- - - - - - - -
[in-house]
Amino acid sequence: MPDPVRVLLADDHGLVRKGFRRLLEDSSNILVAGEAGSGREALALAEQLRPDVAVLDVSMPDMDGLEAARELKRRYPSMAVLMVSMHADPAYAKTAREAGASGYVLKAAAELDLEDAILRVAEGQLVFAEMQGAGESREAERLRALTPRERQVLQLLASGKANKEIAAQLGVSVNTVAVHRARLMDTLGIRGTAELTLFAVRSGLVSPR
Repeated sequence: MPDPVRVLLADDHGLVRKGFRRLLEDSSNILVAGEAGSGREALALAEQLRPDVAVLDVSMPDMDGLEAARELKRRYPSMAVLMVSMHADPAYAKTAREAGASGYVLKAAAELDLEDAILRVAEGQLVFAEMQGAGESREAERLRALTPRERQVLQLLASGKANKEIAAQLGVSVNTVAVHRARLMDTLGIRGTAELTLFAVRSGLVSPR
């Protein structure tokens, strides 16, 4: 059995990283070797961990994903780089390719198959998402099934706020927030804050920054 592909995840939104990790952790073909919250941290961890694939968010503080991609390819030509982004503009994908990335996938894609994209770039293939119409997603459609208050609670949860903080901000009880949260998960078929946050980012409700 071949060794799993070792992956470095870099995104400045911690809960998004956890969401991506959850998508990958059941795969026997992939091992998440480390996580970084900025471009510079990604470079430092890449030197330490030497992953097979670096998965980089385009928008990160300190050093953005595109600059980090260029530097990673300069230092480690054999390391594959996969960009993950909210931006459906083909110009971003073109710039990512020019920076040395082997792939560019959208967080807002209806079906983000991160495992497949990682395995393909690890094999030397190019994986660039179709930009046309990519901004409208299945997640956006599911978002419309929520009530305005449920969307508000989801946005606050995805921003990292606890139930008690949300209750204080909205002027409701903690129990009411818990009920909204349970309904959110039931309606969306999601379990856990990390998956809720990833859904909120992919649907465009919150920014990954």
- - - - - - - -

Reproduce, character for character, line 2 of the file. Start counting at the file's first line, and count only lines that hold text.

Amino acid sequence: MPDPVRVLLADDHGLVRKGFRRLLEDSSNILVAGEAGSGREALALAEQLRPDVAVLDVSMPDMDGLEAARELKRRYPSMAVLMVSMHADPAYAKTAREAGASGYVLKAAAELDLEDAILRVAEGQLVFAEMQGAGESREAERLRALTPRERQVLQLLASGKANKEIAAQLGVSVNTVAVHRARLMDTLGIRGTAELTLFAVRSGLVSPR